“I have always loved the competition and the tiredness after a long training session,” says French para-athlete, Emmanuelle Morch. This athlete is getting ready to take the Tokyo 2020 by storm. The snowboarding accident that cost Emmanuelle her legs became the turning point in this Paralympic athlete’s career.
It has been six years, and she has mastered the game of Tennis on wheels, a game that she had not played before. An enthusiastic sportsperson, Emmanuelle was into horse-riding and gymnastics before; and despite the unfortunate accident she refused to give up on sports. As a happy coincidence, she met Jean-Pierre Limborg, who brought wheelchair tennis from the USA to France in the 80s. A single invitation to play tennis changed Emmanuelle’s perspective of the game.
I had a lot of doubt during this journey. I was not sure about succeeding. I had a lot of tough moments with injuries, exhaustion, and many questions like ‘Why am I doing this?’; ‘Do I really love playing tennis?’; ‘Why is it so painful to lose a match?’.”
Being a para-athlete and competing internationally, especially at the Rio Paralympics 2016 had put a heavy load of self-doubt weighing her shoulders. She says, “I had a lot of doubt during this journey. I was not sure about succeeding. I had a lot of tough moments with injuries, exhaustion, and many questions like ‘Why am I doing this?’; ‘Do I really love playing tennis?’; ‘Why is it so painful to lose a match?’.” Despite these crippling thoughts, Emmanuelle spurs on and gives her 110% in every game, while thinking of her supportive family, friends and sponsors.
After her accident in 2008, Emmanuelle did stumble mentally, but with the support and encouragement of family and friends she realised there was so much more to life. Emmanuelle says, “I wanted to keep moving on and the more things I was busy with the better I felt. That’s why I continued my studies and played a new sport during this time.”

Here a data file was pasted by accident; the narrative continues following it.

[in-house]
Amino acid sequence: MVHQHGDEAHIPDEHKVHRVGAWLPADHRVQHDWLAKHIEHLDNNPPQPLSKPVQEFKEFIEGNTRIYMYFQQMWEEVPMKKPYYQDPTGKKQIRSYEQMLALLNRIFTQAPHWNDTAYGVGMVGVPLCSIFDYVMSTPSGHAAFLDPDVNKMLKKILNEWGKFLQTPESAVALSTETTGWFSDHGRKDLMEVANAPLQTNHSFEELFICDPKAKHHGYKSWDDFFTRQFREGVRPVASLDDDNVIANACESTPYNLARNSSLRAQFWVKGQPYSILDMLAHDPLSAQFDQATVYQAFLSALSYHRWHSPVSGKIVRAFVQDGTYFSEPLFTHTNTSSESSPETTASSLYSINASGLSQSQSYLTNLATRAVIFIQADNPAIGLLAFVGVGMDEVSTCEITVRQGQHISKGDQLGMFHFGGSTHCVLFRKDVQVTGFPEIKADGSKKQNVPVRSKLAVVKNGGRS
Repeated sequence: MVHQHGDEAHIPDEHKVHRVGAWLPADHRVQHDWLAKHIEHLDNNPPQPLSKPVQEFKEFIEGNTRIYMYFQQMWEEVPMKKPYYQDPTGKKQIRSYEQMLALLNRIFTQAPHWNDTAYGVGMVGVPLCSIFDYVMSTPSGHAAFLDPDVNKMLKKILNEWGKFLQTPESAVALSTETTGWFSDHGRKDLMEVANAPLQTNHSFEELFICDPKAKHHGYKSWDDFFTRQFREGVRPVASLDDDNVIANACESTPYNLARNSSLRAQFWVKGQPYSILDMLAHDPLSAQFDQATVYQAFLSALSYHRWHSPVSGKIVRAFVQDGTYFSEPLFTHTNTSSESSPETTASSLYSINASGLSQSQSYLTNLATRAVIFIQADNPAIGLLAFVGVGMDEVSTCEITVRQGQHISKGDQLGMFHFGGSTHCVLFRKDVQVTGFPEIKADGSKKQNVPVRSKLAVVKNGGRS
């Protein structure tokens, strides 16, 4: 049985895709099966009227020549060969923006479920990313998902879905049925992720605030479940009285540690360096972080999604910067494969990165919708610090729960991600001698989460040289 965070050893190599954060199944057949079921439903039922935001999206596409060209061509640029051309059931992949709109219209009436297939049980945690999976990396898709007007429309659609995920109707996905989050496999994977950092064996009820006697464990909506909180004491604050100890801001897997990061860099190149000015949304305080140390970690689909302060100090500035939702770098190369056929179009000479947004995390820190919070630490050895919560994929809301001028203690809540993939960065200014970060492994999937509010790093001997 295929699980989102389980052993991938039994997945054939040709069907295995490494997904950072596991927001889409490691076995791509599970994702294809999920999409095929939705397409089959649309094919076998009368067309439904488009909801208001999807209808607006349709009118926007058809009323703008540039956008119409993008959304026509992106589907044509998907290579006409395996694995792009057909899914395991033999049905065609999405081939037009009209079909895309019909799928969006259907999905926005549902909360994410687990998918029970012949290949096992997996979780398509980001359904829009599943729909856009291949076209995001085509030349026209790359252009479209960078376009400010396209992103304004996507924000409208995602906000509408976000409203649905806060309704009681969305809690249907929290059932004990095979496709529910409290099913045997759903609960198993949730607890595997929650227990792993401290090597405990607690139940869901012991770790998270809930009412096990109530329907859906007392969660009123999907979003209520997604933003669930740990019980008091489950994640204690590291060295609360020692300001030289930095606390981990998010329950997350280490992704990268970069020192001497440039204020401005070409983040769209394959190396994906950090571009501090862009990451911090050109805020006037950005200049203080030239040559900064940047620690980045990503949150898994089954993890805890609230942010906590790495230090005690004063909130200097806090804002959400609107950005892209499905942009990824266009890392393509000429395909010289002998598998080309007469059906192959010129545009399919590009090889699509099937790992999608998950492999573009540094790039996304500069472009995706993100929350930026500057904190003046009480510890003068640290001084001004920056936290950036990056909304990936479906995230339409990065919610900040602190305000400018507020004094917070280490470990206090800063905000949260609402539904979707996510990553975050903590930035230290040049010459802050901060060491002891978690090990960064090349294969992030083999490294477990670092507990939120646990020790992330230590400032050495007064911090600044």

I wanted to keep moving on and the more things I was busy with the better I felt. That’s why I continued my studies and played a new sport during this time.”
At 26, Emmanuelle graduated from her engineering school a year ago and is currently working at L’Oréal as a Marketing Project Manager. When asked about her decision to work, Emmanuelle explains, “I started wheelchair tennis in 2011. But Tennis is not my priority anymore. I want to build my future that’s why I started working in a company. I will play sometimes and maybe focus more on sports in 2-3 years to prepare for Tokyo 2020.”
It is not the situation that makes a person dispassionate; it is how they deal with a bad situation that makes all the difference. Being a professional sportsperson is not a simple task, Emmanuelle Morch with all her experience would know. She says, “Becoming professional at a sport is an amazing experience, but it is really difficult. You will have to overcome many obstacles. I think that you need to be passionate about what you are doing, know why you are doing it and be surrounded by people who support you.”